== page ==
California Farm
Despite its links to Parkinson's disease and other health risks, and being banned in more than 60 countries, Paraquat remains a widely used herbicide in the US. AFP

Rural Latino communities in California face disproportionate health risk as a result of a highly toxic herbicide widely used on U.S. crop fields called Paraquat, a new study by the Environmental Working Group (EWG) reveals.

Despite its links to Parkinson's disease and other health risks, including childhood leukemia and non-Hodgkin lymphoma, Paraquat is widely used across the country. Crop growers are disproportionately spraying the chemical in areas dominated by large farms and inhabited by Latino farm workers and their families, making environmental health risks worse for the communities, according to the study.

Paraquat is also banned in more than 60 countries due to its connections with the aforementioned health risks, the study added.

Most of the paraquat sprayed in California is used in five counties where Latinos represent 75% of the population or more and have poverty rates of at least 20%, EWG said in its first-of-its-kind analysis.

"We were shocked when we saw, in particular, how these communities are disproportionately exposed, and are disproportionately Latino and poor," said Scott Faber, EWG's policy director.

EWG's analysis looked at data from California because it is the only state with readily available paraquat figures. It found about 80% of the substance was spread in Latino-majority census tracts between 2017 and 2021. Latinos make up about 96% of farmworkers in California.

Overall, 5.3m lb of paraquat were spayed in the state, the analysis found, though its use was concentrated in central counties that produce fruit and nut crops, like almonds, grapes, pistachios, alfalfa, cotton, walnuts and pomegranates.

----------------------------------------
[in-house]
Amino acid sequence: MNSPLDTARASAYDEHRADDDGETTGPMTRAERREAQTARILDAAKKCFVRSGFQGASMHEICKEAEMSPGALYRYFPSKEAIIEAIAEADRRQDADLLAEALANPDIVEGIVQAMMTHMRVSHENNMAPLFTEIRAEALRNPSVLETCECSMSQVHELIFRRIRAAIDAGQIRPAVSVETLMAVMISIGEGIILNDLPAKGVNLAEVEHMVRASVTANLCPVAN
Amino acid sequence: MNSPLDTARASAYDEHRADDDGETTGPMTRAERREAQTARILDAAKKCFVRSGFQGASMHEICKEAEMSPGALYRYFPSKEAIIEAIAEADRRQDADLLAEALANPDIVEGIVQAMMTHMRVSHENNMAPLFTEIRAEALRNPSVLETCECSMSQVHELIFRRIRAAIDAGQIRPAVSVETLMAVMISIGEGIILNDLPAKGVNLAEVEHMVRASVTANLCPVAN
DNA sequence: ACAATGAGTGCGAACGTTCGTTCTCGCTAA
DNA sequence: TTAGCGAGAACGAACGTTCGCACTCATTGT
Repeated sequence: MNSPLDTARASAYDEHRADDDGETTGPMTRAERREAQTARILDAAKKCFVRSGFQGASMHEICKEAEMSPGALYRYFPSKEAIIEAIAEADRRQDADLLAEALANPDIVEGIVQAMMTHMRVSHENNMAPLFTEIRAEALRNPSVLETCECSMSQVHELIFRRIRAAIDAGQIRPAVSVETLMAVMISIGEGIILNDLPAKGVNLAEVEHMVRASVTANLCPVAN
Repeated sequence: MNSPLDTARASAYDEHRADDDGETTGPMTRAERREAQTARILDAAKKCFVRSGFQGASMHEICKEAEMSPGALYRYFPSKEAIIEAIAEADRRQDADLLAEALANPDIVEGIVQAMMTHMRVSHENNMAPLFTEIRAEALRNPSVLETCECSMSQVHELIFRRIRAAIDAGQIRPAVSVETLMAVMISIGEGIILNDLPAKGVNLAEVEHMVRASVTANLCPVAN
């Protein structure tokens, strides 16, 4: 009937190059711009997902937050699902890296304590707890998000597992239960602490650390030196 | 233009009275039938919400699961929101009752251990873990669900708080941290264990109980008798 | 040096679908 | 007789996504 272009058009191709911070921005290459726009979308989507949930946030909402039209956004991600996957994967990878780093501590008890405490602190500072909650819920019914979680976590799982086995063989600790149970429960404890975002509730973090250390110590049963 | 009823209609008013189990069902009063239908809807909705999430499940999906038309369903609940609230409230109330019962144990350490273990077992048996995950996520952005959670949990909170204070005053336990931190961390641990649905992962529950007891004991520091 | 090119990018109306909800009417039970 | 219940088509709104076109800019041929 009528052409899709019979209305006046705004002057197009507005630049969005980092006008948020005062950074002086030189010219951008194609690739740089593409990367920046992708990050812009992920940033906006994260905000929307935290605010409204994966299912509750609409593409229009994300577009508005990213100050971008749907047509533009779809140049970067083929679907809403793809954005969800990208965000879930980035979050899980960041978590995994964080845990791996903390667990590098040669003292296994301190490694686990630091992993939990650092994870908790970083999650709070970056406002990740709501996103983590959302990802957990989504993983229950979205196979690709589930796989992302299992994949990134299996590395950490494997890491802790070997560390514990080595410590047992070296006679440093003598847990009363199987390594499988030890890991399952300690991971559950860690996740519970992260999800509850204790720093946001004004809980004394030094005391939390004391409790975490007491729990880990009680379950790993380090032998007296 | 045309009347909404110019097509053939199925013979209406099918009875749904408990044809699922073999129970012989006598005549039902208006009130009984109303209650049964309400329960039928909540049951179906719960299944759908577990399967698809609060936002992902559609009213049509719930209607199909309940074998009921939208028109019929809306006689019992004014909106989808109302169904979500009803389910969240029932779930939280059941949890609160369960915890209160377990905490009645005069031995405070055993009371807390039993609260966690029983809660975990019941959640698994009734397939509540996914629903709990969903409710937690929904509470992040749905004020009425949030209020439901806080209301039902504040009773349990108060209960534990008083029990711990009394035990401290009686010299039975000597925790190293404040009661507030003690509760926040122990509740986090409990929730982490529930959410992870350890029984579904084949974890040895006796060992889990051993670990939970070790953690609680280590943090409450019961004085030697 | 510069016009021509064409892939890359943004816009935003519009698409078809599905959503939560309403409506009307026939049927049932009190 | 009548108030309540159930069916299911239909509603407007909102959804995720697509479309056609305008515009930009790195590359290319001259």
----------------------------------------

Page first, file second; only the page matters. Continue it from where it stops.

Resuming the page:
In one of those counties, Kern, EWG found 1.2m lb were spread across 1,200 sq miles of farmland. The county's poverty rate is nearly 30%.

"No one should be exposed to pesticides at that level," Al Rabine, EWG GIS analyst and lead author of the report said.

Paraquat is mostly used in agricultural fields to clear land before crops are planted. Much of the chemical ends up in soil for years, but it can also linger in dust or drift through the air to nearby communities, which then exposes other residents to its risks. Research has also found those living within a third of a mile of where the chemical is sprayed are twice as likely to develop Parkinson's, EWG noted.

Regardless of growing evidence of its harm, the Environmental Protection Agency in the U.S. keeps defending its use. EWG also notes that the environmental agency has deemed the herbicide too toxic to use on golf courses, but it still allows its spraying on crop fields.

"The findings of our analysis underscore the urgent need for action by the state to protect these communities from the harmful effects of exposure to this toxic weedkiller," Rabine said.

Outside of California, the herbicide is widely used in Iowa and the Mississippi River valley, The Guardian reported. Federal law required the EPA to consider pesticides' economic benefit before enacting restrictions, and an agency analysis "concluded that these [health] risks were outweighed by the benefits of the use of paraquat."

An ongoing federal lawsuit brought by public health groups asks a court to order paraquat off the market, but states can also ban it, Faber said.

"States shouldn't wait for the agency to act," the study concludes. "Federal pesticide law sets a floor, not a ceiling. To protect their citizens and public health, state and local governments have the power to enact measures such as a ban on paraquat."

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